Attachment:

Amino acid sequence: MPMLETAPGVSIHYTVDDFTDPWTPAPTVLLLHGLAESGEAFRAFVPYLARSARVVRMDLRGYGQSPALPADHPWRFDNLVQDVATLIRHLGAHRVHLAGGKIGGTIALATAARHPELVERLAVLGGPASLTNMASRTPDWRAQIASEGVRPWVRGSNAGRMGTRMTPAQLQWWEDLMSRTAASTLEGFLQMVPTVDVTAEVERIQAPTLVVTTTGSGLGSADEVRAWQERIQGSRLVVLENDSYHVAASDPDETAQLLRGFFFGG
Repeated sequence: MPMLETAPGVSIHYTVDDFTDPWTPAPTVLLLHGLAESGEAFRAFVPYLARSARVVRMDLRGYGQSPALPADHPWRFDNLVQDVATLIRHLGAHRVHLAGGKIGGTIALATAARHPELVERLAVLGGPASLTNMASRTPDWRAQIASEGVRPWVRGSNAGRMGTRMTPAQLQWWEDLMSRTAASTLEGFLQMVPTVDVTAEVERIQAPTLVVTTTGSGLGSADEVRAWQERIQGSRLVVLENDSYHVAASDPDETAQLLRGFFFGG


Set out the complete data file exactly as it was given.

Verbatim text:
Amino acid sequence: MPMLETAPGVSIHYTVDDFTDPWTPAPTVLLLHGLAESGEAFRAFVPYLARSARVVRMDLRGYGQSPALPADHPWRFDNLVQDVATLIRHLGAHRVHLAGGKIGGTIALATAARHPELVERLAVLGGPASLTNMASRTPDWRAQIASEGVRPWVRGSNAGRMGTRMTPAQLQWWEDLMSRTAASTLEGFLQMVPTVDVTAEVERIQAPTLVVTTTGSGLGSADEVRAWQERIQGSRLVVLENDSYHVAASDPDETAQLLRGFFFGG
Repeated sequence: MPMLETAPGVSIHYTVDDFTDPWTPAPTVLLLHGLAESGEAFRAFVPYLARSARVVRMDLRGYGQSPALPADHPWRFDNLVQDVATLIRHLGAHRVHLAGGKIGGTIALATAARHPELVERLAVLGGPASLTNMASRTPDWRAQIASEGVRPWVRGSNAGRMGTRMTPAQLQWWEDLMSRTAASTLEGFLQMVPTVDVTAEVERIQAPTLVVTTTGSGLGSADEVRAWQERIQGSRLVVLENDSYHVAASDPDETAQLLRGFFFGG